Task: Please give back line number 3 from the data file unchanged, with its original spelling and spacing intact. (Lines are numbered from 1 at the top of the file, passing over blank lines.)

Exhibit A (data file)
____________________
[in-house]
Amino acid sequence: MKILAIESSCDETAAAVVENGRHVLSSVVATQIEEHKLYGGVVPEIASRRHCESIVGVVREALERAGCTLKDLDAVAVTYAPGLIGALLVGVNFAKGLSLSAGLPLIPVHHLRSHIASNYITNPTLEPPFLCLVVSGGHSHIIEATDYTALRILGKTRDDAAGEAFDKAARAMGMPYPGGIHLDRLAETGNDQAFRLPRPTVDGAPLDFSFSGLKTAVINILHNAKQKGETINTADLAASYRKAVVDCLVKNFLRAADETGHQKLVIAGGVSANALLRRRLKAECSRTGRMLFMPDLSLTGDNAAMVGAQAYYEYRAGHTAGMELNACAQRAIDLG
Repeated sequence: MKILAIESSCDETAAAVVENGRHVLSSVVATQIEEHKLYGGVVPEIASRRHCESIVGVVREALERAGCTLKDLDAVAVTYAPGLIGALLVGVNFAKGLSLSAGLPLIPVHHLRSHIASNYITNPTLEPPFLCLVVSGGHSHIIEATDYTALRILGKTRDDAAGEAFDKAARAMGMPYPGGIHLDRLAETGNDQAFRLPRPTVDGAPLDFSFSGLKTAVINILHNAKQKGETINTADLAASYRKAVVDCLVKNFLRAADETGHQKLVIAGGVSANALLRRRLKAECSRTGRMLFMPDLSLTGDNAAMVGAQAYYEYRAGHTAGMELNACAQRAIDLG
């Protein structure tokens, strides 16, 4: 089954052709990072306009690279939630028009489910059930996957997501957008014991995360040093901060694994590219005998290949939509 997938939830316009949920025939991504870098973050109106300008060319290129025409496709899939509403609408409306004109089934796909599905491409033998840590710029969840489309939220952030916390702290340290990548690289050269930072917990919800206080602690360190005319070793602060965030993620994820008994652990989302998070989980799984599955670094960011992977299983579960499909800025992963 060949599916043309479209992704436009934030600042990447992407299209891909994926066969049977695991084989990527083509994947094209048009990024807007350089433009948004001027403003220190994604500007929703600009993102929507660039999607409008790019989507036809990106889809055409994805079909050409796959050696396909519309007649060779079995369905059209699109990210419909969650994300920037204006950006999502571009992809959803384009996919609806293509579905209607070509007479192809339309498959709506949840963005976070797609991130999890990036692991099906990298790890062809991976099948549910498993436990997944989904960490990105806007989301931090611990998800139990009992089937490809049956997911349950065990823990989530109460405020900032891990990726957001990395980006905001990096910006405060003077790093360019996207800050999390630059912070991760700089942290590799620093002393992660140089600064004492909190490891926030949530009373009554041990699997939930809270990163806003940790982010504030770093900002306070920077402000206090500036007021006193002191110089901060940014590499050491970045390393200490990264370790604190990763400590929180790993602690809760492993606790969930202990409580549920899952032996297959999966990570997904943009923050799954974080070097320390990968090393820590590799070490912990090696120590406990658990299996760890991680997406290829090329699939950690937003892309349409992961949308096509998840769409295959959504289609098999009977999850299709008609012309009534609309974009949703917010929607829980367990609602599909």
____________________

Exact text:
Repeated sequence: MKILAIESSCDETAAAVVENGRHVLSSVVATQIEEHKLYGGVVPEIASRRHCESIVGVVREALERAGCTLKDLDAVAVTYAPGLIGALLVGVNFAKGLSLSAGLPLIPVHHLRSHIASNYITNPTLEPPFLCLVVSGGHSHIIEATDYTALRILGKTRDDAAGEAFDKAARAMGMPYPGGIHLDRLAETGNDQAFRLPRPTVDGAPLDFSFSGLKTAVINILHNAKQKGETINTADLAASYRKAVVDCLVKNFLRAADETGHQKLVIAGGVSANALLRRRLKAECSRTGRMLFMPDLSLTGDNAAMVGAQAYYEYRAGHTAGMELNACAQRAIDLG